(The Hill) — Donald Trump’s abrupt decision to scrap a news conference on the one-year anniversary of the Jan. 6 riot at the U.S. Capitol granted Republicans a temporary reprieve from the former president’s efforts to relitigate his 2020 election loss, even as his false claims of voter fraud continue to haunt many in the GOP ahead of the 2022 midterms.
The former president’s planned remarks stirred consternation among Republicans, including some Trump allies, who feared that the news conference would only serve to highlight one of the darkest moments of Trump’s presidency and drag his party back into a potentially damaging debate over the 2020 election and its aftermath.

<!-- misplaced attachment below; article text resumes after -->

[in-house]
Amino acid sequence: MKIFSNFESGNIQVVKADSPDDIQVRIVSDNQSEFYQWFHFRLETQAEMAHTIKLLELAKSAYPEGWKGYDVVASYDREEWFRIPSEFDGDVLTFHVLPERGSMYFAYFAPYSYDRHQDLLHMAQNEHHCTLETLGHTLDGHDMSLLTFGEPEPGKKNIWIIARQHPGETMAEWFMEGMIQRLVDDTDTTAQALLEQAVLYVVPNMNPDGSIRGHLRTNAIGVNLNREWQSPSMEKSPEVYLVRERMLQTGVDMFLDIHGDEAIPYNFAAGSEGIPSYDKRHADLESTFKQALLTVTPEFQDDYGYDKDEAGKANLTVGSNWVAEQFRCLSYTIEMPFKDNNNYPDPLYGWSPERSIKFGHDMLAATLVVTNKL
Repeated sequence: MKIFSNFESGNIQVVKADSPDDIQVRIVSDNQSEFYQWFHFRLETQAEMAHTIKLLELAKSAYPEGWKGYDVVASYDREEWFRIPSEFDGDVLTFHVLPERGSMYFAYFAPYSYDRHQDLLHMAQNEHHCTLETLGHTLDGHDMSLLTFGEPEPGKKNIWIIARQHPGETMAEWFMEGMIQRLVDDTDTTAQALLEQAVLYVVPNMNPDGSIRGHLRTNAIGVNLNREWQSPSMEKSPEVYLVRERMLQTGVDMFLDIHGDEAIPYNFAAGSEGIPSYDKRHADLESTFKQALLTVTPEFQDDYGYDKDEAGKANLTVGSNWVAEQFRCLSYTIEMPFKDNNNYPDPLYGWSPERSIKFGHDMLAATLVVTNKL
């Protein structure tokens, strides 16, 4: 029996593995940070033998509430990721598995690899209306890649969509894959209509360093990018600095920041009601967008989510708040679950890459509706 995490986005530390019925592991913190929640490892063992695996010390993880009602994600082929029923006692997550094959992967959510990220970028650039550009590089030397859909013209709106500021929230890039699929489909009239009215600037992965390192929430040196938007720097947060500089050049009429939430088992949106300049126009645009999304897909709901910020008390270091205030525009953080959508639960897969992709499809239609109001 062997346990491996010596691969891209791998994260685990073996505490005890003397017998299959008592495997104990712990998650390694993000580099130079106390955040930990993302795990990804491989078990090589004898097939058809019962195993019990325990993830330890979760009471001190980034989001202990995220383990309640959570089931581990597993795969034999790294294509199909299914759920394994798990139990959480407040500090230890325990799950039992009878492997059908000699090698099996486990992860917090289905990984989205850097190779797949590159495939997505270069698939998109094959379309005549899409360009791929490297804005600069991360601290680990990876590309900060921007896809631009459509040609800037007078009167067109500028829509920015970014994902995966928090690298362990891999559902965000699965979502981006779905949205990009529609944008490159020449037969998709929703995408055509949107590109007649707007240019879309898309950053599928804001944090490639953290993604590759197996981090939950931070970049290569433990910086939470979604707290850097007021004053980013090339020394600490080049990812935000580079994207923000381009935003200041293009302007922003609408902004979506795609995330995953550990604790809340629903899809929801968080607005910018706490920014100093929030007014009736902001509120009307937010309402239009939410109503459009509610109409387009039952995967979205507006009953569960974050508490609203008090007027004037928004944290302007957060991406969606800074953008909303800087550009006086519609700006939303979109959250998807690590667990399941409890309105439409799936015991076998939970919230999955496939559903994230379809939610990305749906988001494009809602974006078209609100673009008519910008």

But in canceling his news conference, Trump also vowed to air many of the same grievances during a high-profile rally in Arizona later this month, underscoring how his claims could continue to weigh on the party as it looks toward both the midterms and the 2024 presidential election.
“It is old news,” Saul Anuzis, a political consultant and former chair of the Michigan Republican Party. “This is the only thing the Democrats have to hang their hats on and so they’re trying to make it as big of an issue as they can.”